His books include Lives of the Novelists: A History of Fiction in 294 Lives.

One of Sutherland's five favorite novels about the decline of England, as told to the Wall Street Journal:
England, England
by Julian Barnes (1998)

Here is a work of virtuosic Anglophobic satire. A financier cum newspaper tycoon, Sir Jack Pitman (transparently based on the seven-years-dead Sir Robert Maxwell), resolves to create a theme-park England on the Isle of Wight (in the English Channel). It is called, in Disney-esque fashion, "Englandland." Old England can't compete. The novel is based on the conceit than the country has nothing left but its "heritage." And Pitman's replica will be more real, more sanitary—above all more salable—than the real thing. Ironists will note that, to celebrate Queen Elizabeth's diamond jubilee earlier this year, the nation did a bit of ersatz staging itself, mounting a replica of the Thames flotilla pageant of 1662.
Read about the other novels on Sutherland's list.

--Marshal Zeringue

Sunday, August 26, 2012

The 25 greatest rock memoirs

One title on Rolling Stone's list of the 25 greatest rock memoirs of all time:
Ronnie Spector: Be My Baby: How I Survived Mascara, Miniskirts, and Madness (1989)

The New York doll of the Ronettes had one of rock & roll's biggest voices. She also had one of rock & roll's most famously nightmarish marriages, as she was practically kept captive by Phil Spector for years. But if you're looking for self-pity, you'll be disappointed, because her book, like her voice, is full of cocky, smart, self-aware humor. And yes, in case you were wondering, it totally sucked to be married to Phil Spector.
Read about the other titles on the list.

Also see: Greil Marcus's list of five of the best books on rock music, Samuel Muston's ten best music memoirs, Kitty Empire's best rock autobiographies.

--Marshal Zeringue

Saturday, August 25, 2012

Five top books on seafood

One title on the Barnes & Noble Review's list of five top books on seafood:
The Story of Sushi
by Trevor Corson

The definitive work on the complex history of what seems like a simple cuisine: raw fish and rice. Trevor Corson, author of The Zen of Fish and The Secret Life of Lobsters, unveils the surprising origins of sushi and takes readers behind the scenes to observe what goes into a sushi chef's training. Assembled with the care and attention to detail of a great sushi creation.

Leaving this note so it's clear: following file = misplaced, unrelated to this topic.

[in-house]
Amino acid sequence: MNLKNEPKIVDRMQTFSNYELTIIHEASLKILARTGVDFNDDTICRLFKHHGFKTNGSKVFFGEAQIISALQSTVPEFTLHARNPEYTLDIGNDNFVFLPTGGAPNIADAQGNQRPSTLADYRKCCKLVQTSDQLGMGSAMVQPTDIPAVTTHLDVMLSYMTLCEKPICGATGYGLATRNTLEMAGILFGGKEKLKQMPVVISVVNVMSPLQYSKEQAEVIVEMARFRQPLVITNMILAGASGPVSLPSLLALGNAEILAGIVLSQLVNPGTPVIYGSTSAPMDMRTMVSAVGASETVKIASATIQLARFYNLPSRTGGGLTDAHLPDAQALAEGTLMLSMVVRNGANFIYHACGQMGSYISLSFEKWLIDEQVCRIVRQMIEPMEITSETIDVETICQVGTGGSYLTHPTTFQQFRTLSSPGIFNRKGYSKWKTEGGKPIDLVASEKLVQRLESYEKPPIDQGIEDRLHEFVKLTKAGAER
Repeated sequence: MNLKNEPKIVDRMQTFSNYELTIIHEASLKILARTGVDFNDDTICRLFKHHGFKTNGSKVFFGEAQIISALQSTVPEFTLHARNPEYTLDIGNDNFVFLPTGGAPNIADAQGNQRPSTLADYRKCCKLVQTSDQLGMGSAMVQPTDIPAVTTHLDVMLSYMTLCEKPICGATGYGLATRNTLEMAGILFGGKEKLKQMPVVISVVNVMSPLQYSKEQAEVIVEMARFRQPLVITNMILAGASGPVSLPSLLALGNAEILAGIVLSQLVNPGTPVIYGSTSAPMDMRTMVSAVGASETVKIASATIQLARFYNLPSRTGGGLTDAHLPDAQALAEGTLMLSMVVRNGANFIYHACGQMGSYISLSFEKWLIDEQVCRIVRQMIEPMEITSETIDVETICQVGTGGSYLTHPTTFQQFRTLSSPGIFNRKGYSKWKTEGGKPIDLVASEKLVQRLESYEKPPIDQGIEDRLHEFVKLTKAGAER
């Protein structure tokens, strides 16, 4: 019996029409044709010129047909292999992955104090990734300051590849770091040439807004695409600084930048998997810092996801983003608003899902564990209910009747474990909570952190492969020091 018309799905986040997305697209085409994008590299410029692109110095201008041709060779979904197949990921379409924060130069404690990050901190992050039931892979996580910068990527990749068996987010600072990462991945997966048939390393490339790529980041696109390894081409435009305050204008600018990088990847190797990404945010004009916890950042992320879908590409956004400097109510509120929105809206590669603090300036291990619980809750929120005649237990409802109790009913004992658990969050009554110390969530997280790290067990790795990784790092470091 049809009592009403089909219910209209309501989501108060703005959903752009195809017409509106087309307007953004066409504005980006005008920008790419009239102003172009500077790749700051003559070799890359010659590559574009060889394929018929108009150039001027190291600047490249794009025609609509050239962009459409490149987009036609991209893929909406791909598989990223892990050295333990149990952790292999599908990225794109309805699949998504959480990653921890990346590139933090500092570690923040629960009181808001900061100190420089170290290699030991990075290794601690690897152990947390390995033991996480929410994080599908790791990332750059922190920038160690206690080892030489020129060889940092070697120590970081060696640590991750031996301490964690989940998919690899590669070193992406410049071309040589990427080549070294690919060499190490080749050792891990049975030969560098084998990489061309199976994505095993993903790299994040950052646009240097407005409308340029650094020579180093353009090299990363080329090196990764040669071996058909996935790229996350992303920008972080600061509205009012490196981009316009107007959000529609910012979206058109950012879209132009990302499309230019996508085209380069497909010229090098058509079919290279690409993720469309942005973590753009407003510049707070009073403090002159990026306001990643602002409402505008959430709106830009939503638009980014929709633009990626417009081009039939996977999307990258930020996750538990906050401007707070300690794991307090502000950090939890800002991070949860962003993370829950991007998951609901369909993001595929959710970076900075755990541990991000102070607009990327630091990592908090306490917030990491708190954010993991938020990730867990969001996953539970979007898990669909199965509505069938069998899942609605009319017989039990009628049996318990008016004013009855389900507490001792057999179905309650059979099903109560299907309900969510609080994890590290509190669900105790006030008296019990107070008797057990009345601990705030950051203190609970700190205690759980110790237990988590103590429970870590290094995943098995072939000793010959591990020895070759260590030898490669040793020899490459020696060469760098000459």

Read about the other books on the list.

--Marshal Zeringue

Friday, August 24, 2012

Top ten books on heroes

Don Mullan is the author of Eyewitness Bloody Sunday, a book critical in reopening the British government's inquiry (over 25 years later) into what became known as Bloody Sunday. Bloody Sunday was January 30, 1972, a day when thirteen civilians were killed by British soldiers during a civil rights march in North Ireland.

Paul Greengrass, perhaps better known to Americans as the director of The Bourne Supremacy (2004) and United 93 (2006), made a film (co-produced by Mullan) titled Bloody Sunday (2002) about those events.

In 2006 Mullan named his top ten books on heroes for The Guardian, including:
Long Walk to Freedom: The Autobiography of Nelson Mandela

On May 10 1994, together with a friend from Ireland, I was swept along by a tidal wave of humanity into the grounds of Union Buildings, Pretoria, for Nelson Mandela's inauguration as President of the Democratic Republic of South Africa. His autobiography tells the story of the institutional racist brutality that failed to break the spirit of a nation. Amazingly, a man who during the Thatcher/Regan era was officially considered a terrorist presided over a miraculously peaceful transition of power. Mandela is, and will forever remain, the beacon of all Africa and a source of inspiration for the earth's most abused and exploited continent.
Read about the other titles on the list.

Long Walk to Freedom is one of Sammy Perlmutter's five best books from Nobel winners who didn't win their medal for literature.

--Marshal Zeringue

Thursday, August 23, 2012

Top ten books that entertain and inspire

Sara Grant was born and raised in Washington, Indiana, a small town in the Midwestern United States. She graduated from Indiana University in Bloomington, Indiana, with degrees in journalism and psychology, and later she earned a master’s degree in creative and life writing Goldsmiths College, University of London.

Grant is senior commissioning editor for Working Partners, a London-based company creating series fiction for children. She has worked on ten different series and edited more than 75 books.

About Dark Parties, her first young adult novel: Booklist noted that "it's really the heart-pounding rush of twists that will induce extreme page turning."

For the Guardian, Grant named her ten favorite books that dare their readers to think for themselves, including:
My Sister Lives on the Mantelpiece by Annabel Pitcher

The voice of narrator 10-year-old Jamie leaps off the page. I loved his quirky way of looking at life. His family has been devastated by a terrorist act. The book tackles many issues – racism, injustice, and bullying to name a few – but at its heart is a wonderful story of friendship and acceptance.
Read about the other entries on the list.

Visit Sara Grant's website and Facebook page.

My Book, The Movie: Dark Parties.

Writers Read: Sara Grant.

--Marshal Zeringue

Wednesday, August 22, 2012

Six beach reads where big characters live big stories

Jeffrey Robinson's new novel is Trump Tower. For The Daily Beast he tagged "his favorite throwback beach reads, those classic big summer books where big characters lived big stories," including: